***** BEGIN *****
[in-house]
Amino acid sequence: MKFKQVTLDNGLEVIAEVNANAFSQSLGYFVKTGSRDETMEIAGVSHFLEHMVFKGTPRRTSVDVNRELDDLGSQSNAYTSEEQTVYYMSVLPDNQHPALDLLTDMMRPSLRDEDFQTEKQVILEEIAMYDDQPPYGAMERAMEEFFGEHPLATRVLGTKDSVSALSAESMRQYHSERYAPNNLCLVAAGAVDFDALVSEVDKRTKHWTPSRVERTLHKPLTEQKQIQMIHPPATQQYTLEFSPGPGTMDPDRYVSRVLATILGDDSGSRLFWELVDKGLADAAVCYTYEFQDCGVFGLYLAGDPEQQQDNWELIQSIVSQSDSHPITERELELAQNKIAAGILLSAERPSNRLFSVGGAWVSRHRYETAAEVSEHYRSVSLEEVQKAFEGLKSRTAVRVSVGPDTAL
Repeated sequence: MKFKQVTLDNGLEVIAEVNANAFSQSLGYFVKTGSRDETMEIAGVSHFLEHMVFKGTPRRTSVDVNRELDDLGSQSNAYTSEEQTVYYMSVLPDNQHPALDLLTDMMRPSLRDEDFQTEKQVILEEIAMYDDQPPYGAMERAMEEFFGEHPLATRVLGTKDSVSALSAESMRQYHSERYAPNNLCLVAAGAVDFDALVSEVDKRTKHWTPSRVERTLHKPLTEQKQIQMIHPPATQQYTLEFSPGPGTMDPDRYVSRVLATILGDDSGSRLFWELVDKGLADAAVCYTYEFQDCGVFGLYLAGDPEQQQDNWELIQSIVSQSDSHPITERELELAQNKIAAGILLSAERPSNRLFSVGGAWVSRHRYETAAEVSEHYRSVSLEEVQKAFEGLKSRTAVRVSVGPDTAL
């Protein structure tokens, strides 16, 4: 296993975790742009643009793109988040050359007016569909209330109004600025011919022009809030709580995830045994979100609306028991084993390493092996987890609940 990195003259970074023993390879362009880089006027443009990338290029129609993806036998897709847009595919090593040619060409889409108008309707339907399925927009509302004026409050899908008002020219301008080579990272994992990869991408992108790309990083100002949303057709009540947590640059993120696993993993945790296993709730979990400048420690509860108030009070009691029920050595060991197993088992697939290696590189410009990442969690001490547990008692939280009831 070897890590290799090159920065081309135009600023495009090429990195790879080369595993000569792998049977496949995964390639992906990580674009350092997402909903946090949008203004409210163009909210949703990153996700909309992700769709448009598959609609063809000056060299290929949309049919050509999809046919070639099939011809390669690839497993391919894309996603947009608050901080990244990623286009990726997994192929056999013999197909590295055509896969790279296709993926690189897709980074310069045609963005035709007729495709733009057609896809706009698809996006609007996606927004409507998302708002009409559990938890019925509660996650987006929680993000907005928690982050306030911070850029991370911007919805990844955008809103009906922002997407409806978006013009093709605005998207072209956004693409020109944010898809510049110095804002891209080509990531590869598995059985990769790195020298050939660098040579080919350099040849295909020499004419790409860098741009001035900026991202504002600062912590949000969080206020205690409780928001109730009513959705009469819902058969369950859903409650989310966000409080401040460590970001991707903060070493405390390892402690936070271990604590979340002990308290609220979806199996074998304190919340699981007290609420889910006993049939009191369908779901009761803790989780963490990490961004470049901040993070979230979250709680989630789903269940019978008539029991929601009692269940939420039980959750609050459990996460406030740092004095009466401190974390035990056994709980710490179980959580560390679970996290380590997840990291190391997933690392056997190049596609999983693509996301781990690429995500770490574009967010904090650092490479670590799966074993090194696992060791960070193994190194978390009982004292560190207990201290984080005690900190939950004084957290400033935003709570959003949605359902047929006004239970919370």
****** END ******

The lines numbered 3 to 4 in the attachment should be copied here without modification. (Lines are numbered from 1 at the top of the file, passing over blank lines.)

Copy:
Repeated sequence: MKFKQVTLDNGLEVIAEVNANAFSQSLGYFVKTGSRDETMEIAGVSHFLEHMVFKGTPRRTSVDVNRELDDLGSQSNAYTSEEQTVYYMSVLPDNQHPALDLLTDMMRPSLRDEDFQTEKQVILEEIAMYDDQPPYGAMERAMEEFFGEHPLATRVLGTKDSVSALSAESMRQYHSERYAPNNLCLVAAGAVDFDALVSEVDKRTKHWTPSRVERTLHKPLTEQKQIQMIHPPATQQYTLEFSPGPGTMDPDRYVSRVLATILGDDSGSRLFWELVDKGLADAAVCYTYEFQDCGVFGLYLAGDPEQQQDNWELIQSIVSQSDSHPITERELELAQNKIAAGILLSAERPSNRLFSVGGAWVSRHRYETAAEVSEHYRSVSLEEVQKAFEGLKSRTAVRVSVGPDTAL
């Protein structure tokens, strides 16, 4: 296993975790742009643009793109988040050359007016569909209330109004600025011919022009809030709580995830045994979100609306028991084993390493092996987890609940 990195003259970074023993390879362009880089006027443009990338290029129609993806036998897709847009595919090593040619060409889409108008309707339907399925927009509302004026409050899908008002020219301008080579990272994992990869991408992108790309990083100002949303057709009540947590640059993120696993993993945790296993709730979990400048420690509860108030009070009691029920050595060991197993088992697939290696590189410009990442969690001490547990008692939280009831 070897890590290799090159920065081309135009600023495009090429990195790879080369595993000569792998049977496949995964390639992906990580674009350092997402909903946090949008203004409210163009909210949703990153996700909309992700769709448009598959609609063809000056060299290929949309049919050509999809046919070639099939011809390669690839497993391919894309996603947009608050901080990244990623286009990726997994192929056999013999197909590295055509896969790279296709993926690189897709980074310069045609963005035709007729495709733009057609896809706009698809996006609007996606927004409507998302708002009409559990938890019925509660996650987006929680993000907005928690982050306030911070850029991370911007919805990844955008809103009906922002997407409806978006013009093709605005998207072209956004693409020109944010898809510049110095804002891209080509990531590869598995059985990769790195020298050939660098040579080919350099040849295909020499004419790409860098741009001035900026991202504002600062912590949000969080206020205690409780928001109730009513959705009469819902058969369950859903409650989310966000409080401040460590970001991707903060070493405390390892402690936070271990604590979340002990308290609220979806199996074998304190919340699981007290609420889910006993049939009191369908779901009761803790989780963490990490961004470049901040993070979230979250709680989630789903269940019978008539029991929601009692269940939420039980959750609050459990996460406030740092004095009466401190974390035990056994709980710490179980959580560390679970996290380590997840990291190391997933690392056997190049596609999983693509996301781990690429995500770490574009967010904090650092490479670590799966074993090194696992060791960070193994190194978390009982004292560190207990201290984080005690900190939950004084957290400033935003709570959003949605359902047929006004239970919370």